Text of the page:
Star Interview
Star Interview

Kelly Metcalf,
Head of Diversity, Inclusion and Wellbeing, Fujitsu

Fujitsu's Kelly Metcalf has climbed the corporate ladder to reach her current role of Head of Diversity, Inclusion and Wellbeing. Below, we find out about how technology is supporting with the initiatives that she is working on...

Words by Sophie Parrott

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Technology has many uses in the workplace, such as keeping staff connected, opening up opportunities to tap into non-local talent and streamlining processes with automation. With many companies adopting digital or hybrid working practices, technology plays an increasingly important role. One company that is no stranger to the use of technology is the information and communications tech firm Fujitsu.

Well-known for its vast product offering – which ranges from PCs to servers and network solutions – technology plays a central role in day-to-day life at the organisation. So much so that Kelly Metcalf, Head of Diversity, Inclusion and Wellbeing at Fujitsu admitted that, “without technology, I wouldn’t have a job at Fujitsu”. At role-level, Metcalf explained that technology has enabled her to keep in touch with co-workers around the world, and has allowed both her and her team to be able to process people data with a view to improving the employee experience.

Speaking to myGrapevine magazine, Metcalf sheds light on how technology helps in her current role (from acting as a good collaboration tool, to helping with the collection and analysis of diversity information), and how technology is supporting with some of the initiatives that she is currently working on. Plus, she tells us about her proudest moment with the company so far, and the goals that she has bookmarked for the year ahead.

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CV of Kelly Metcalf


Head of Diversity, Inclusion and Wellbeing
Sep 2019 - Present
Head of Change Management and
Organisation Design, EMEIA
Feb 2018 - Sep 2019
HR Business Partner
Sep 2015 – Feb 2018
Global Client Manager
Jun 2013 – Sep 2015
Business Connector (in conjunction with Business in the Community)
Jun 2012 – Jun 2013
HR Business Partner
Jan 2010 – Jun 2012
Leadership Development Manager
Oct 2009 – Dec 2010
Naleena Gururani
How does technology help you in your role & what are the main uses of tech?

First and foremost, technology plays a critical role in bringing people together during remote and hybrid working. This includes everything from organising virtual social events and providing new digital ways to collaborate, to giving leadership teams the chance to be more visible across the organisation.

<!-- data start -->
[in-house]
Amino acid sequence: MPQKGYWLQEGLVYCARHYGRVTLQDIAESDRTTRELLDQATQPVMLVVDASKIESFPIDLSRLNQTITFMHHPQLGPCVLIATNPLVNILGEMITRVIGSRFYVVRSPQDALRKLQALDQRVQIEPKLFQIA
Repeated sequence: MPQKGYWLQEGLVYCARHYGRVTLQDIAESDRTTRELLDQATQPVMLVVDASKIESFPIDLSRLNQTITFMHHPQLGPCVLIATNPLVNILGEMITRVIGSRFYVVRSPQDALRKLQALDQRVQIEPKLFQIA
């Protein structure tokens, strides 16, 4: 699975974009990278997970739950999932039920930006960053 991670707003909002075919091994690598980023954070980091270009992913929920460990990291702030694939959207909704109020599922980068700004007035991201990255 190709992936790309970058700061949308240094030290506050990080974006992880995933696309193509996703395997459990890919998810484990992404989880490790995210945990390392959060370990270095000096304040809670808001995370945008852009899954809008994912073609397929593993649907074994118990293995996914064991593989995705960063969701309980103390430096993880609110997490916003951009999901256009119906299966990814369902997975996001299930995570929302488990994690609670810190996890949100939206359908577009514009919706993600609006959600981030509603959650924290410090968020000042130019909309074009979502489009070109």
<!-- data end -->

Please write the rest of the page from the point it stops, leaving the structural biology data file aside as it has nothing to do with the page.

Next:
Beyond this, technology significantly helps the collection and analysis of diversity information to inform our action planning and to monitor the impact we're having at Fujitsu. We use diversity dashboards to do this, and we also hold our leaders to account for making progress in their areas of the business. In fact, these dashboards form part of business reviews.

It’s important to understand that while technology acts as an enabler to wellbeing, it can also bring risk. It’s an enabler because of the freedom it gives people to decide where and when they work; but it’s a risk because of ‘e-burnout’ and how much time people can end up spending on virtual meetings. Organisations must be mindful to strike the right balance. That said, as a wellbeing aid, our physical and mental wellbeing challenge for Fujitsu colleagues across Europe and our global delivery centres enabled colleagues to work together in virtual teams to improve their wellbeing over a 90-day period. This engaged more than 1,600 colleagues in Europe alone, of whom 58% reported an improvement in physical activity and 34% an improvement in mental wellbeing as a result of the challenge...

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"Without technology, I wouldn’t have a job at Fujitsu"

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Are there any initiatives that you are currently working on that technology is helping you with?

At Fujitsu, our data teams play a massive role in supporting our D&I strategies. For instance, with the collection of diversity data. It helps us to access and understand a huge amount of useful data, including gender and ethnicity pay gaps, which means we can focus our attention on the areas that need it. At Fujitsu, for example, we use our ethnicity pay gap data – which we published voluntarily in 2021 – to inform the actions and initiatives we make to ensure all ethnicities can thrive and to hold ourselves accountable for making progress. Understanding this data more has directly contributed to our decision to introduce career sponsorship for ethnic minority talent with all of our UK leadership team.